Tuesday, August 21, 2012

Banshee Interview #3

An Gra Keira Nightsinger, Banshee

SOBS: Thank you, Keira, for letting us interview you once more.

Nightsinger:  You are most welcome.

SOBS:  When we began the first interview, I addressed you as An Gra Nightsinger.  You have graciously let me call you "Keira."  Let me ask you, though, what does "An Gra" mean?  We use titles such as Mr., Ms. or Dr.  Is it similar to those?

Nightsinger:  An Gra means "Beloved One."  It is not so much a title as it is a term to indicate that you are an accepted member of the community.  It is a custom of the place I come from and has nothing to do with being a banshee.

SOBS:  What a beautiful custom!  Would you tell us a little bit about the land you come from?

Nightsinger:  Yes.  I'm glad that you have asked because many humans think that there is a single place called "Fairyland" where all faeries or so-called enchanted or magical beings live.  There is no such place.  We live all over the world, sometimes near humans, sometimes with them.  Most are unaware of us.  I come from Cu Tailte, which means "The Five Lands."  In four of these lands live beings that humans would call "magical."  There is a fifth land nearby, a human town called Baile Eile.  We refer to ourselves, that is those of us who have what humans would consider magical powers, as the Cinn-gnath.  This means "the normal ones."  We call the humans The Cinn-gann--"those without."

SOBS: Interesting. There is a human folklore belief that if a person sits under an Elder tree on a Midsummer's evening, he or she has a good chance of encountering fairies.  It's said that the chances increase if the person plays music, particularly playing a flute made from an Elder branch, because the fairies love music.  What do you think of this?

Nightsinger:  It's nonsense!  As I said, there is no such place as "fairyland."  If a human wants to encounter magical beings, we are all around.  Humans who want to see us simply need to lower their defenses, let go of disbelief and silly notions and open their eyes.  What I mean by "silly notions" is thinking that all faeries are tiny and have wings and that all banshees are ugly old hags.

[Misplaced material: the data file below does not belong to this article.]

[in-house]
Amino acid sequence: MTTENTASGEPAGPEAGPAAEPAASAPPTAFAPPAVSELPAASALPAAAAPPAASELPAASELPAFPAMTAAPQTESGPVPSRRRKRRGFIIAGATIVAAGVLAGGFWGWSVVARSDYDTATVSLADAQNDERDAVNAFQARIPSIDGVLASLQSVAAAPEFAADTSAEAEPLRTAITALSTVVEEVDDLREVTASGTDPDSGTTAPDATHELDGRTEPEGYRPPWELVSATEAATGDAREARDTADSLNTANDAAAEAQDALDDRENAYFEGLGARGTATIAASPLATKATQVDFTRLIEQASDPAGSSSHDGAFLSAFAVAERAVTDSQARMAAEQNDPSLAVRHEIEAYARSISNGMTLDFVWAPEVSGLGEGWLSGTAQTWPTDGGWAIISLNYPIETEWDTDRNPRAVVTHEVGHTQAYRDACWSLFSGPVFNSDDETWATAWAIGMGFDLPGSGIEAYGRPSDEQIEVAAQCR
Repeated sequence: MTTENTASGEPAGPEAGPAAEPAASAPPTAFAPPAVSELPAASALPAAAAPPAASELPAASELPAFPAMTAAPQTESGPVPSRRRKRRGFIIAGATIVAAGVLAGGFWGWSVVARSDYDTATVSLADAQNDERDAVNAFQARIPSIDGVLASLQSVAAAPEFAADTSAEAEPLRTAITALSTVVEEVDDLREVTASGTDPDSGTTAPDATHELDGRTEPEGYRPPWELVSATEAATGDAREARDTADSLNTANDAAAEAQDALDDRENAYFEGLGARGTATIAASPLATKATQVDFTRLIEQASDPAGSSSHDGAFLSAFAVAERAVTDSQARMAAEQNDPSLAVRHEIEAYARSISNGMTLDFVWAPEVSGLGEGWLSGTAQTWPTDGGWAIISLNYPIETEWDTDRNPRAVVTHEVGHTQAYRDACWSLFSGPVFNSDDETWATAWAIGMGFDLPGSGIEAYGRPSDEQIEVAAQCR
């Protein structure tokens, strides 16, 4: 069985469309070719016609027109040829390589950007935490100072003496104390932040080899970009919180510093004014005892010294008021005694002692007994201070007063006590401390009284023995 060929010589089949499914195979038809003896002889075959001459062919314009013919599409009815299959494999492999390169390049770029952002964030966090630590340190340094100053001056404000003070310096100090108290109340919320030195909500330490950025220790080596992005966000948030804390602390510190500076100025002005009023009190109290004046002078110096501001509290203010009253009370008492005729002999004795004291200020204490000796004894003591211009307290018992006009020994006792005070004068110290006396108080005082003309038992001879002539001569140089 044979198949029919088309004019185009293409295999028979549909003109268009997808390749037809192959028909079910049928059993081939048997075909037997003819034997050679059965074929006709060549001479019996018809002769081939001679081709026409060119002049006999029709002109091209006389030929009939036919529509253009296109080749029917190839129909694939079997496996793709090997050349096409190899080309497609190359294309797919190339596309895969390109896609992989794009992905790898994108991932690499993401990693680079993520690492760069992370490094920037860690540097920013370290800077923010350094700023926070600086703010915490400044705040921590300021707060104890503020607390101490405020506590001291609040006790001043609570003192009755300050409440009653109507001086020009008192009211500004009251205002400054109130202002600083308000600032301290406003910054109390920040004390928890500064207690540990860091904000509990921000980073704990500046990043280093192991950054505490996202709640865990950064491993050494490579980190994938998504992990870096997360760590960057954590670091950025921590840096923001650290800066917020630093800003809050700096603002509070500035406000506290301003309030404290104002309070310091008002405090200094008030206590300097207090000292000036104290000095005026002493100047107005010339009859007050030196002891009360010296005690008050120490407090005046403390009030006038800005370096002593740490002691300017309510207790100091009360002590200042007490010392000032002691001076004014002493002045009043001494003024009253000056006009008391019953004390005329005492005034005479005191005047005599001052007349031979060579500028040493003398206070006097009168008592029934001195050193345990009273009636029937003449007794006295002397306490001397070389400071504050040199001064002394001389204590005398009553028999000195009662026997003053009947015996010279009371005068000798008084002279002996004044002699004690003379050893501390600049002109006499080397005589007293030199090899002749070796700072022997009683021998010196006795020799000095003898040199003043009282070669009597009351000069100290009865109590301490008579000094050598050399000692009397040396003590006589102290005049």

SOBS: Speaking of appearances, you do not look at all like the typical Hollywood image of a banshee.  We wanted to put a photo of you on the blog but...

Nightsinger: Yes, I'm sorry, but I don't photograph.

SOBS: So we have an artist's rendering of you.  I'm afraid it doesn't do you justice.

Nightsinger:  That is kind of you to say.

SOBS:  It is true.  You have a light about you that is difficult to describe or portray.  I know that you can't speak with us next week, but we are excited to hear that your sister will be here.  She is not a banshee. Is that correct?

Nightsinger:  No, Keena is a healer and a mythweaver.  She is a keeper of stories and can tell you a great deal about Cu Tailte, if you like.

SOBS: We look forward to meeting her.  Thank you once again, Keira, for clearing up some misconceptions about banshees.

Nightsinger:  Thank you for your graciousness in asking me.  Blessings!

What have you learned about banshees that surprised you?

What would you like to know about Cu Tailte?

Tuesday, August 14, 2012

Real Emergency

Due to a family emergency, I am unable to write the blog this week.  I'm sorry.  Please check back this weekend for a new post.


Monday, August 6, 2012

Interview With a Banshee Part 2